Google has agreed to pay Agence France-Presse (AFP) for news content. According to multiple media reports including Reuters, the partnership is for five years and comes after France enacted a copyright law that creates "neighbouring rights". The law requires big tech companies to enter into discussions with publishers that want a licencing payment. Both companies said in a joint statement that the wider partnership will also encompass other projects, including a programme dedicated to fact-checking, with more details to be shared soon. Google did not comment on MARKETING-INTERACTIVE's query about the partnership's monetary value.
AFP's CEO, Fabrice Fries, said the agreement is "a recognition of the value of information" and will contribute to the production of quality information and the development of innovation within the Agency. "It illustrates the growing part that platforms are called upon to take in AFP's activities, already supported by the very rapid development of digital investigation," he added.
Meanwhile, Google France's MD, Sébastien Missoffe, added that the agreement with AFP demonstrates its willingness to find common ground with publishers and press agencies in France on the topic of neighbouring rights. "This partnership will further support the work of AFP and paves the way for even closer collaboration between our teams in the future," he explained. The new agreement, however, does not bring AFP into Google's News Showcase, Reuters said. This feature was launched in 2020 and promotes content from more than 1,000 publishes that have agreed to licence content for a fee.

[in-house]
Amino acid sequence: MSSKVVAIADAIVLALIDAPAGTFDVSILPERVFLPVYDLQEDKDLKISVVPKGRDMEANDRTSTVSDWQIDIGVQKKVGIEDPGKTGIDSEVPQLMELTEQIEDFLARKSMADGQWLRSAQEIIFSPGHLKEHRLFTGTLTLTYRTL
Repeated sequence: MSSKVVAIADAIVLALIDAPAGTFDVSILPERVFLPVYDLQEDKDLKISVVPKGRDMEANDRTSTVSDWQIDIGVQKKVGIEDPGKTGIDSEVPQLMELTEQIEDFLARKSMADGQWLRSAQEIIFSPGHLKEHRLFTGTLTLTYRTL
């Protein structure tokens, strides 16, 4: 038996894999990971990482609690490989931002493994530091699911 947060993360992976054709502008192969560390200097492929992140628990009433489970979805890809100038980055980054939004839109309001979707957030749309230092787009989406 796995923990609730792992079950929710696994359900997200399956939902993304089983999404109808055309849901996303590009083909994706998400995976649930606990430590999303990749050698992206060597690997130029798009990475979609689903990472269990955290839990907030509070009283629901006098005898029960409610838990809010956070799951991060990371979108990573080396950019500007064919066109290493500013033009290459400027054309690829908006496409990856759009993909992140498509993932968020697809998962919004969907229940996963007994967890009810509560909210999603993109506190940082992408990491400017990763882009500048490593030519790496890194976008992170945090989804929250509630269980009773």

Earlier this year, Google agreed to pay US$76 million over three years to 121 French news publishers, Reuters reported, putting an end a more than year-long copyright dispute. AFP, however, was not part of the previous agreement. Over the years, news publishers have complained about big tech companies such as Google and Facebook using stories in search results without paying them. Last year, the Malaysian Newspaper Publishers Association even wrote a letter to the Malaysia Competition Commission about the duopoly sharing revenue with publishers in the country.
Months later, in October, Google announced that it is investing US$1 billion in partnerships with news publishers to support the industry and the future of news. The initial rollout covered Germany and Brazil. Separately, Australia's News Corp also inked an agreement with Google earlier this year to feature its publications on Google News Showcase in return for "significant payments by Google". Shortly after, it signed a three-year agreement with Facebook to offer news and information via Facebook News.
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